There is more to accessibility than ramps

Since the late 1996, the creation of a built environment that is accessible to all citizens has been a focus of the Equal Opportunities Act. As a feminist I think access is crucial for allowing people with disabilities to secure their proper citizenship rights. The disability advocacy has underscored the standards of accessible architecture and universal design, but the state has not been pro-active regarding the issues of access.

To my mind, laws on accessible architecture are poorly enforced. I, and my fellow disabled are very skeptical that real changes will be forthcoming, unless both abled and disabled can fight the issues. The serious problem for me is that only disabled people seem to be placing high value on accessibility.

Barrier-ridden public spaces result in social isolation for many wheelchair users, for example, which find it difficult or impossible to venture beyond their houses or neighborhoods. For an activist and academician in a prestigious college, it took almost 25 years in getting a ramp and toilet. I still cannot go to the staff room, administration office as well as principal’s office (please understand the issue of power). The college has started work on elevator very recently.

You can imagine the horror when you think of issues such as education and health. Faced with both apathy on the part of the state to conform to accessibility laws and with societal ignorance (many of my acquaintances in outside disability communities seem to only know the word ramp), many of us prefer to stay at home and lose the opportunities to connect with the world of the “able-bodied.

I often, (who has the resources) experience my day to day life as problematic as going to the market has no understanding of access. Day before yesterday, I came back without buying fruits as the only ramp was there has been broken to park the car. Or if you want to be a masochist, you can go to Fab India, the choice is either to stay in the car and the guard brings in what ever is possible (Also read Kamayani’s mail on Westside’s anti-disability, anti-wheelchair policy).

Notwithstanding the difficulties associated with built environment, my suggestion was to bring in a cautionary note. It is true that the built environment is not disable friendly but wheel chair users do know escalators are not wheelchair friendly. We should protest but we need to know the nature of the assistive devices. Notwithstanding the personal responsibility, I feel that we don’t value life of disabled people. As feminists, we need to re think and take access as one of the critical issue that we need to fight.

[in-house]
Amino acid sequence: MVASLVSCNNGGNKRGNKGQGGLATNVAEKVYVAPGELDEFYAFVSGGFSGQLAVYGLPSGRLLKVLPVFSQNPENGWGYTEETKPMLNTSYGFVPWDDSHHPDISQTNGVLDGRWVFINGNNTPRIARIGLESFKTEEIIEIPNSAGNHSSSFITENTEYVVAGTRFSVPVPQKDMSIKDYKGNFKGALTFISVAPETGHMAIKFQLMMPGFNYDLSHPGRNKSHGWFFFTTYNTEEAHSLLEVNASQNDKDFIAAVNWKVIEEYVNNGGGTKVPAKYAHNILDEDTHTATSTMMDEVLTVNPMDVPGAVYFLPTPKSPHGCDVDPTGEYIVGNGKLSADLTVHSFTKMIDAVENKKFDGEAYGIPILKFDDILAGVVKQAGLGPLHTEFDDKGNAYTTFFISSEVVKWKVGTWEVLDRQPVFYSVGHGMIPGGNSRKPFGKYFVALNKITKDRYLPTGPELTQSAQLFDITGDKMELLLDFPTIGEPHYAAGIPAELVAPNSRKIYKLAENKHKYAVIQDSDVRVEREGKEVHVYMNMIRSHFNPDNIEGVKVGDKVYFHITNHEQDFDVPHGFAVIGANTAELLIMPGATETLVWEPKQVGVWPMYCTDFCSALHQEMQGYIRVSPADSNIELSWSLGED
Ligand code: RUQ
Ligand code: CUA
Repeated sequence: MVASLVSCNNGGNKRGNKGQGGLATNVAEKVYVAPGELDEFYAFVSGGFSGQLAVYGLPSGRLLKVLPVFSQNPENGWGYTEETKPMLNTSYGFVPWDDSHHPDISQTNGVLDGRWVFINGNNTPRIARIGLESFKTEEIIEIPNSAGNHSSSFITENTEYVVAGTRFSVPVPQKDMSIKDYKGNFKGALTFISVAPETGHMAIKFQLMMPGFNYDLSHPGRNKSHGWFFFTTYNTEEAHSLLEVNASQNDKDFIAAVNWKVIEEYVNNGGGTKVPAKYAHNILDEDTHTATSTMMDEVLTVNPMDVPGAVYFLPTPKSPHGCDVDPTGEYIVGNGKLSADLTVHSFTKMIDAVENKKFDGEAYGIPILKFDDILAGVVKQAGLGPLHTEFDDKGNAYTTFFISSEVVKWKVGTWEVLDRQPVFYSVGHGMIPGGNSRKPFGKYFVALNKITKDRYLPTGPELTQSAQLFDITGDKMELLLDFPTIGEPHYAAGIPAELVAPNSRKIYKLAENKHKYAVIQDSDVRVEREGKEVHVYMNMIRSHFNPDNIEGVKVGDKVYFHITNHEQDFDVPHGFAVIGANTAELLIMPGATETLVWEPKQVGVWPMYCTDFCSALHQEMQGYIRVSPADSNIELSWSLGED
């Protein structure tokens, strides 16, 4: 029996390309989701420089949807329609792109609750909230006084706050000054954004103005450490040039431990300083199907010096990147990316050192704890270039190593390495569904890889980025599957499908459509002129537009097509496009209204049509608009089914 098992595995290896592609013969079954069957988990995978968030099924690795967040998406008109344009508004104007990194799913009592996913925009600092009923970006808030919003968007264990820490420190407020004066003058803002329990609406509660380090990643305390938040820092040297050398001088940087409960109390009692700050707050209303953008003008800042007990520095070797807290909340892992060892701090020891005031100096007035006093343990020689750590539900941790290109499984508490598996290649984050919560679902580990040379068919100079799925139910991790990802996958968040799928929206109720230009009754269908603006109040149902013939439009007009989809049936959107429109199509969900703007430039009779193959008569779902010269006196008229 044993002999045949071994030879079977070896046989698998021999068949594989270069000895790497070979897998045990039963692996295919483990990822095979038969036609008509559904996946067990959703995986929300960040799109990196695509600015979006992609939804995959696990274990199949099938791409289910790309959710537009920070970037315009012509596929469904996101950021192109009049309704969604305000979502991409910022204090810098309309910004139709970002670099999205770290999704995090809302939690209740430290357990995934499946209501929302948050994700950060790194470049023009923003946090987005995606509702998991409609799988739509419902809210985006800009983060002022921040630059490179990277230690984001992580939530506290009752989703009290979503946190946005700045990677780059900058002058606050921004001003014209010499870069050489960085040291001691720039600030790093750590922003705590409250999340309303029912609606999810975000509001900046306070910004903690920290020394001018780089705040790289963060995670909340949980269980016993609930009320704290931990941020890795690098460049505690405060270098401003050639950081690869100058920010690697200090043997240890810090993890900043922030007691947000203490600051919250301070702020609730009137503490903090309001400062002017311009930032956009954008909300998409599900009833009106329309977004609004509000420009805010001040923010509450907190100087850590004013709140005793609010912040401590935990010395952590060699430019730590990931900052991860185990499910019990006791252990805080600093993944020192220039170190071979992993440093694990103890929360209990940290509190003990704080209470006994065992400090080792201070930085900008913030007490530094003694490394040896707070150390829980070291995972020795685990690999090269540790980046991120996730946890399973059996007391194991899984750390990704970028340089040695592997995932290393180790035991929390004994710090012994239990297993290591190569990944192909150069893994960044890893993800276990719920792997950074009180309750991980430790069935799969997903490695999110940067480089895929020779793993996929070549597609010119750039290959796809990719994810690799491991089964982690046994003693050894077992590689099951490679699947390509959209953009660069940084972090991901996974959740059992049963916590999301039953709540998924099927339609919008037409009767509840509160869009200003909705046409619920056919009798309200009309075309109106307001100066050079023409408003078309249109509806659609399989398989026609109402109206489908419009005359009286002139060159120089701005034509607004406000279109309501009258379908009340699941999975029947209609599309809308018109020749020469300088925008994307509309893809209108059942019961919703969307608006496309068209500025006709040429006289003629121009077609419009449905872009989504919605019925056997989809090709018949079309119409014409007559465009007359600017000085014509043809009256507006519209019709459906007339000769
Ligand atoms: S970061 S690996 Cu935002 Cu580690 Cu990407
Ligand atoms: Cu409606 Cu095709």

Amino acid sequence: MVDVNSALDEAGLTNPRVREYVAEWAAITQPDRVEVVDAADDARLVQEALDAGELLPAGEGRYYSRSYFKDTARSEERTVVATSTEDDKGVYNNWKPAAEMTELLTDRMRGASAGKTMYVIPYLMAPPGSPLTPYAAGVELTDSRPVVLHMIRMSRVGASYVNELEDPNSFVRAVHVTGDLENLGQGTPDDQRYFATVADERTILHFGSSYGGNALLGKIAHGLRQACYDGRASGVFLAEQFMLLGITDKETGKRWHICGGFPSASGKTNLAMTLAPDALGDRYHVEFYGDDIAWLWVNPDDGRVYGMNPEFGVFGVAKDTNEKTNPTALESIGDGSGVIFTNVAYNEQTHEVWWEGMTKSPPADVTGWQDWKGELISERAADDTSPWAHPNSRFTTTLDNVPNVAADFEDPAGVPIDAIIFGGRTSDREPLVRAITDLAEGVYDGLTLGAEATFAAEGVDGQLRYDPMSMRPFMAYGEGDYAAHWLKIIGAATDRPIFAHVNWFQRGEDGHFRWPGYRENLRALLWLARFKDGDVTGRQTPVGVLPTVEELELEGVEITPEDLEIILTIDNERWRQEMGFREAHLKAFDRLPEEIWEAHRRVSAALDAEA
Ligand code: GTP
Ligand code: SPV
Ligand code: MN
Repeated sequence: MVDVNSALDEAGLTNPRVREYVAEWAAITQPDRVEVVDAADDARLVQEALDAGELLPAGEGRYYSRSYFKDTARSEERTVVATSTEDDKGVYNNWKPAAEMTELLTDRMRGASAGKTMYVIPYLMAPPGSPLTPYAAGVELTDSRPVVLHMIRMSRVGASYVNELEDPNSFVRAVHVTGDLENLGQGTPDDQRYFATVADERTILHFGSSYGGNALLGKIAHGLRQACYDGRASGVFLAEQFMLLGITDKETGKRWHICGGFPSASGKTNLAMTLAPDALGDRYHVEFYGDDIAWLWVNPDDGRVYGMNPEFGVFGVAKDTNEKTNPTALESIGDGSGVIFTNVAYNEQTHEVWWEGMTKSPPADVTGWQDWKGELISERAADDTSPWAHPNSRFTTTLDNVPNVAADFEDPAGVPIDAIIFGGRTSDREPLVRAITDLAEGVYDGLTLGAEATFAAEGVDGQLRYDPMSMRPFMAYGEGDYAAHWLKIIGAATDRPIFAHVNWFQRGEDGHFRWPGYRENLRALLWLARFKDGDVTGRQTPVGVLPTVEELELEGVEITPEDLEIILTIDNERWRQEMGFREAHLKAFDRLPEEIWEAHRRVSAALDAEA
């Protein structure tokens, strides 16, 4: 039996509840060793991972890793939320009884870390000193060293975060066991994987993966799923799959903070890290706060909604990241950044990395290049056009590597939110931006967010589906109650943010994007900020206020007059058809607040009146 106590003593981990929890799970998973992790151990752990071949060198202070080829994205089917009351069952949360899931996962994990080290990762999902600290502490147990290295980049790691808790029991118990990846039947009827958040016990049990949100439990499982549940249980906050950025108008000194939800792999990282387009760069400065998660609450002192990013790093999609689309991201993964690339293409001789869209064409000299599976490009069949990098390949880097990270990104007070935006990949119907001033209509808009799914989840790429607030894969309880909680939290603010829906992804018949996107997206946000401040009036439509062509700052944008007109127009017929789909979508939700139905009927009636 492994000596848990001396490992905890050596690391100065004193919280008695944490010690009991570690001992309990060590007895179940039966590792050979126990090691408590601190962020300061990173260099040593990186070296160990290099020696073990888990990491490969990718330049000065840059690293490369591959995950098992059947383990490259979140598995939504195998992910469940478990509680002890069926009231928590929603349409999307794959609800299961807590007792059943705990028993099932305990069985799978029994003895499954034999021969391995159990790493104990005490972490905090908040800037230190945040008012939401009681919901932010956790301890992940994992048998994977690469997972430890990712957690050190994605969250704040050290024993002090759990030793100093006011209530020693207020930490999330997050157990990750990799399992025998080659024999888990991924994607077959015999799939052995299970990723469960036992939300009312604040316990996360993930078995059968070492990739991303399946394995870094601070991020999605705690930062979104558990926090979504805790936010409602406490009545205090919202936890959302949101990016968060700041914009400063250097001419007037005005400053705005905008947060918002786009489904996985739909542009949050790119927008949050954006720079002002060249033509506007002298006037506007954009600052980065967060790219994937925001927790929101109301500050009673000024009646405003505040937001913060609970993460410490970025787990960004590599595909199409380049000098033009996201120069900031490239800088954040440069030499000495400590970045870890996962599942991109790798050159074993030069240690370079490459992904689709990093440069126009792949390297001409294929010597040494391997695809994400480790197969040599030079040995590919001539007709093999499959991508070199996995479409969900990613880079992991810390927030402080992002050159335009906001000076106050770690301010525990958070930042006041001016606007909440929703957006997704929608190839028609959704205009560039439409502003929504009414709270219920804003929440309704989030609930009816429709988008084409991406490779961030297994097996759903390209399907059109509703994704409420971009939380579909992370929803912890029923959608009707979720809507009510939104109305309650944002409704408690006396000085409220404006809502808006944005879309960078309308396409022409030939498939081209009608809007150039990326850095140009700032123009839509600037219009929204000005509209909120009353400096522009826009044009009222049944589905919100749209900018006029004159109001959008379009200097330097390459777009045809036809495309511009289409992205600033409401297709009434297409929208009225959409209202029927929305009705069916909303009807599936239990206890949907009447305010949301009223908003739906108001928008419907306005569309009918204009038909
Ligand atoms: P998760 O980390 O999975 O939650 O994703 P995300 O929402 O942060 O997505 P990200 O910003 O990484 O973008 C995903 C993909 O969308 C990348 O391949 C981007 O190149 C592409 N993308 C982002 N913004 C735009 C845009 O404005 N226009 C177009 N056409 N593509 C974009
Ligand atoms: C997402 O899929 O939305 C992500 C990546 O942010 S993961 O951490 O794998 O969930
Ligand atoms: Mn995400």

Theoretically, we do respect the rights to all humans equally despite any physical / economical / social / mental / psychological differences. But it cannot be a lip service. I feel making inclusive spaces for disabled and aged citizens should be binding. India’s ratification of the United Convention on Rights of Persons with Disabilities (“CRPD”) marks a significant step in the development of Indian disability law. According to Article 2 of the CRPD, “reasonable accommodation” means “necessary and appropriate modification and adjustments not imposing a disproportionate or undue burden, where needed in a particular case, to ensure to persons with disabilities the enjoyment or exercise on an equal basis with others of all human rights and fundamental freedoms”. Unlike earlier interpretations of the term which were limited to buildings, roads and transport. The UN Convention broadens the very concept of accessibility. It includes facilities and services provided and open to the public, the urban and rural areas, indoor and outdoor facilities. Public facilities like Canteens, administrative services and sports and recreational facilities are as important as classrooms and laboratories.

The concept of accessibility also includes information and communication technology, to include services and communications. Article 9 on accessibility addresses an overarching concern for the effective implementation of obligations for persons with disabilities – that of accessibility. In this regard it takes a broad approach to the issue, addressing not only physical accessibility but also accessibility of information. Article 9 also highlights the need for accessibility issues to be considered early on, for example right at the time of procurement or deployment of information and communications technologies. As per the Convention on the Rights of Persons with Disabilities (CRPD), the existence of barriers constitutes a central component of educating the students with disability. Under the Convention, disability is an evolving concept that “results from the interaction between persons with impairments and attitudinal and environmental barriers that hinder their full and effective participation in society on an equal basis with others.” That’s the least a democratic country must do.

As an activist, I do use the idea of the temporarily able bodied (TAB), which is an indicator of the precariousness of human existence, and is extremely helpful in destabilizing the binaries of health/ill health, non-disabled/disabled. However, the margins which divide us into categories are realistically wobbly, such that constant replication is needed to keep them in check. In a similar way as we perform our gendered/disabled/sexed/impaired identities, we also need to perform what is expected of a healthy body, so that it is not tainted with bodily breakdown. The negation of binary thought opens up the realm of continual negotiation, within which it might be possible to work towards a truly inclusive society.

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